Bizarrely his next match saw him suffer a second straight whitewash, this time at the hands of countryman Jamie Burnett before he got his season back on track with a hard fought victory over Craig Steadman at the UK Championship qualifiers. Unfortunately however he could go no further as he was forced to retire from his last 32 match with Mark Williams due as he suffered from dizzy spells.
Graeme’s form began to improve during the second half of the season as he reached the last 16 of the Welsh Open with victories over Ken Doherty and Joe Perry before he also managed to qualify for the China Open with another victory over Doherty.
2010 World Championship – Third Final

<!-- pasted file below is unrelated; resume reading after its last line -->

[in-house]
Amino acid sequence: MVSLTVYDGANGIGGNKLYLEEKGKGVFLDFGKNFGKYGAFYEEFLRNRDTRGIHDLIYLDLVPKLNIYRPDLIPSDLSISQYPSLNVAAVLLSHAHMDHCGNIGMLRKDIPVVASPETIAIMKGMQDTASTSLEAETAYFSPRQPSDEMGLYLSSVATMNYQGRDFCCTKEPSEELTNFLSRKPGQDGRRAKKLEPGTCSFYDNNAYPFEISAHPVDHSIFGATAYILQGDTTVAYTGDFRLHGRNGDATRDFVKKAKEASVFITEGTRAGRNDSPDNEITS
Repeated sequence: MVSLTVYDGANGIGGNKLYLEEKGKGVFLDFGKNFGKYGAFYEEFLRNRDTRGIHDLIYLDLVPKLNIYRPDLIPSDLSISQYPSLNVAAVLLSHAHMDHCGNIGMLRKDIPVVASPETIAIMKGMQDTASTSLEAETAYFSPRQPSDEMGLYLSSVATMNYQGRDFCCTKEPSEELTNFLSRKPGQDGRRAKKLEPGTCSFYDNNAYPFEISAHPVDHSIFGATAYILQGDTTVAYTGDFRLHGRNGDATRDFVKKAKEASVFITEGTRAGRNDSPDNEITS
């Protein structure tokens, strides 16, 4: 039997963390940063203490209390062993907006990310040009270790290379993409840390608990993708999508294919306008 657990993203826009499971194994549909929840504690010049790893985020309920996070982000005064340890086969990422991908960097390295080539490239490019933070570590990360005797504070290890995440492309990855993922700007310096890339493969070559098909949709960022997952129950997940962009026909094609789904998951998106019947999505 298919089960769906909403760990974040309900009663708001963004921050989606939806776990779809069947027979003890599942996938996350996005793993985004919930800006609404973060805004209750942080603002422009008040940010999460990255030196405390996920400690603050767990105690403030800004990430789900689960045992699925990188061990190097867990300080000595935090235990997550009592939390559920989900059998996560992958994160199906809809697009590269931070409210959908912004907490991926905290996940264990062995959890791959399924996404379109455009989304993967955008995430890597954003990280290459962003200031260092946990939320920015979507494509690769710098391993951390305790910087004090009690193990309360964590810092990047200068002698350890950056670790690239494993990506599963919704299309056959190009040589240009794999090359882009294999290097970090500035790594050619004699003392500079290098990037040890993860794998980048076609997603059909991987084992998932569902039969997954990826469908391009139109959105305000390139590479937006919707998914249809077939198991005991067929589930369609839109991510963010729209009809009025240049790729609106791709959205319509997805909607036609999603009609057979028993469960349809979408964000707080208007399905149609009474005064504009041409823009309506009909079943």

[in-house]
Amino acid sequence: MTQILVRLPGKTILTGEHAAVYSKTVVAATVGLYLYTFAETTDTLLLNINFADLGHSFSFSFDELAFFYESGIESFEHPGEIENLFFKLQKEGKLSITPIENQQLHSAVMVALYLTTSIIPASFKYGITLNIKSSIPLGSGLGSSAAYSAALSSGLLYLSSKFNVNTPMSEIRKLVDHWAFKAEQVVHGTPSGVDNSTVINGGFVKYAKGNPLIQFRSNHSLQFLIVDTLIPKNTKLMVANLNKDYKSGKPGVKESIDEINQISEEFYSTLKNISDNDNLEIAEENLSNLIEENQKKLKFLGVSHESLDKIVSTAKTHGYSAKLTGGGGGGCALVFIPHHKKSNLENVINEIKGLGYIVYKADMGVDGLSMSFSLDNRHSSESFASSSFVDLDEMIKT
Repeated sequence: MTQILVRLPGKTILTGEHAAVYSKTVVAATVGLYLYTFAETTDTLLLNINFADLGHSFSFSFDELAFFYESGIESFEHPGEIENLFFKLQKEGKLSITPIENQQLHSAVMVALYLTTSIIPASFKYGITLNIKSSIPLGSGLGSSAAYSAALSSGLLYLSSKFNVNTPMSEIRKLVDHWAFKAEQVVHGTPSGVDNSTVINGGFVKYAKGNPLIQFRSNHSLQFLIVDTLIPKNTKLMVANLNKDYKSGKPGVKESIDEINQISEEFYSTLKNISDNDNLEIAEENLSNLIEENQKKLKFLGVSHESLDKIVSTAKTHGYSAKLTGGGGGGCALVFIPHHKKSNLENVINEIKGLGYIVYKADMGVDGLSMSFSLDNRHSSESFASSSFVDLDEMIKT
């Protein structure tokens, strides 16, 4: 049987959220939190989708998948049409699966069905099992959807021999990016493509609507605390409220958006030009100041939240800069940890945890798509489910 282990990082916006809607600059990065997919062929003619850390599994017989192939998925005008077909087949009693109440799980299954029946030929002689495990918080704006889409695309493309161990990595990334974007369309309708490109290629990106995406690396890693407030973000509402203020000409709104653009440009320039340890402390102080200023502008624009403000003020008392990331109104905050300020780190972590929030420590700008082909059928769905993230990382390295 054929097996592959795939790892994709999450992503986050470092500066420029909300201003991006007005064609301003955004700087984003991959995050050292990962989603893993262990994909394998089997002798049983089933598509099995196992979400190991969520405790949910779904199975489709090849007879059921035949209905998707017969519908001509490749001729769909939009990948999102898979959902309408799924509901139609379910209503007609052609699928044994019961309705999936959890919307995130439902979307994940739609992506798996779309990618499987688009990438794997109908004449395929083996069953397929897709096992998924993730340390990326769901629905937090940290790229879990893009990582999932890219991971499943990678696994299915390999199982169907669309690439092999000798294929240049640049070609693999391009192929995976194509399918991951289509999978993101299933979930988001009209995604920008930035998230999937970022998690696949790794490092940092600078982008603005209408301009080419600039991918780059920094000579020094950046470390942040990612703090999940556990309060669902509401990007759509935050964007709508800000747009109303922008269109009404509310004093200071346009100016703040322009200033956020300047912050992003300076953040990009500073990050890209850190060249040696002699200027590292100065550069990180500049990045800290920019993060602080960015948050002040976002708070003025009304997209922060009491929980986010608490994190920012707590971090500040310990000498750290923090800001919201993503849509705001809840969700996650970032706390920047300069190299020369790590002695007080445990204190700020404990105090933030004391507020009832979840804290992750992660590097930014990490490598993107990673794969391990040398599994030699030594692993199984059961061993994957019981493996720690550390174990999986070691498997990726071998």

Despite the improvement in Graeme’s game however, he entered the World Championship qualifiers ranked outside of the top 16 provisionally and with the likes of competitors Peter Ebdon, Marco Fu and Jamie Cope all winning matches, needed a strong run to give himself any chance of reclaiming his place among the elite at the first attempt.
His campaign could not have begun in a more strange way however as in his qualifying match against Jimmy Michie it soon became clear that there were problems with the table in Sheffield as demonstrated on the video below!
Gary Wilkinson attempts to pot the black…
Despite the issues however, Graeme eventually recovered from 3-1 down early on to record a 10-5 victory over Michie to book his place at the Crucible for an 11th consecutive year.
There he would face old rival Ebdon in what promised to be a tough battle as the loser would be certain to finish the season ranked outside of the top 16 and in Peter’s favour was the fact that despite his loss in the 2006 final, he actually held a 7-1 head to head advantage over Graeme overall.